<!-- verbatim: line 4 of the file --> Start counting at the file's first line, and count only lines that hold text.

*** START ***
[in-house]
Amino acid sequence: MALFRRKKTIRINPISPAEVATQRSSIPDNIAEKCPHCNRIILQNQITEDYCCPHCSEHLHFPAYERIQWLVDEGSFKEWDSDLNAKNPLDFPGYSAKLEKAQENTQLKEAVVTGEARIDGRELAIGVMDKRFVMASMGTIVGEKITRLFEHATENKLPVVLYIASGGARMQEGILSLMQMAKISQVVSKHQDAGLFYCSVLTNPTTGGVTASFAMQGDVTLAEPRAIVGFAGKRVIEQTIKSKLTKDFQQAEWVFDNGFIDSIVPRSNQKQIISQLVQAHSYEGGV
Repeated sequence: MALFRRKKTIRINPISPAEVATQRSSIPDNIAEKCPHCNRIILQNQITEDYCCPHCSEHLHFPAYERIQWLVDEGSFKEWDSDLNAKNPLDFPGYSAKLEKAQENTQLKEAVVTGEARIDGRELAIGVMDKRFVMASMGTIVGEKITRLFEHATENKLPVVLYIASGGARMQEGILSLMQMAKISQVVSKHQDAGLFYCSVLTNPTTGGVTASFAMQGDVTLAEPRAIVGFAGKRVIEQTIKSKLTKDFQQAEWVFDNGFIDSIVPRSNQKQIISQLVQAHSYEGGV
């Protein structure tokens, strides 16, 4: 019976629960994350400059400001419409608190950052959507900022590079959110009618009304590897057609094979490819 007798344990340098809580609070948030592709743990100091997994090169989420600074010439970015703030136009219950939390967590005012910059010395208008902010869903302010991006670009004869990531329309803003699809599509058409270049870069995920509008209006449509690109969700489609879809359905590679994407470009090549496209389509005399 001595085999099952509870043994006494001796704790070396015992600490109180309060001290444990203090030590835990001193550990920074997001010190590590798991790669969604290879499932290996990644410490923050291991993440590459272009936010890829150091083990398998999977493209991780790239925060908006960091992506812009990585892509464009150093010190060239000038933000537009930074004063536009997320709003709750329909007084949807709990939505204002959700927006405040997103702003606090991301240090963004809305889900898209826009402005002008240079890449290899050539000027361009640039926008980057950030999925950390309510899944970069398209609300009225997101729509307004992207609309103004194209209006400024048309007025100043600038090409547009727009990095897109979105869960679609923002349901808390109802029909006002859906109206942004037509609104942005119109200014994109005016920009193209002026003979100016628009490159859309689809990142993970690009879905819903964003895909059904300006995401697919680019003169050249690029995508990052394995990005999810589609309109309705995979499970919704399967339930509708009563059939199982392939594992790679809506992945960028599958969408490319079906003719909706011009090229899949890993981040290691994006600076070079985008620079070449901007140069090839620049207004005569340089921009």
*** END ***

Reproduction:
């Protein structure tokens, strides 16, 4: 019976629960994350400059400001419409608190950052959507900022590079959110009618009304590897057609094979490819 007798344990340098809580609070948030592709743990100091997994090169989420600074010439970015703030136009219950939390967590005012910059010395208008902010869903302010991006670009004869990531329309803003699809599509058409270049870069995920509008209006449509690109969700489609879809359905590679994407470009090549496209389509005399 001595085999099952509870043994006494001796704790070396015992600490109180309060001290444990203090030590835990001193550990920074997001010190590590798991790669969604290879499932290996990644410490923050291991993440590459272009936010890829150091083990398998999977493209991780790239925060908006960091992506812009990585892509464009150093010190060239000038933000537009930074004063536009997320709003709750329909007084949807709990939505204002959700927006405040997103702003606090991301240090963004809305889900898209826009402005002008240079890449290899050539000027361009640039926008980057950030999925950390309510899944970069398209609300009225997101729509307004992207609309103004194209209006400024048309007025100043600038090409547009727009990095897109979105869960679609923002349901808390109802029909006002859906109206942004037509609104942005119109200014994109005016920009193209002026003979100016628009490159859309689809990142993970690009879905819903964003895909059904300006995401697919680019003169050249690029995508990052394995990005999810589609309109309705995979499970919704399967339930509708009563059939199982392939594992790679809506992945960028599958969408490319079906003719909706011009090229899949890993981040290691994006600076070079985008620079070449901007140069090839620049207004005569340089921009």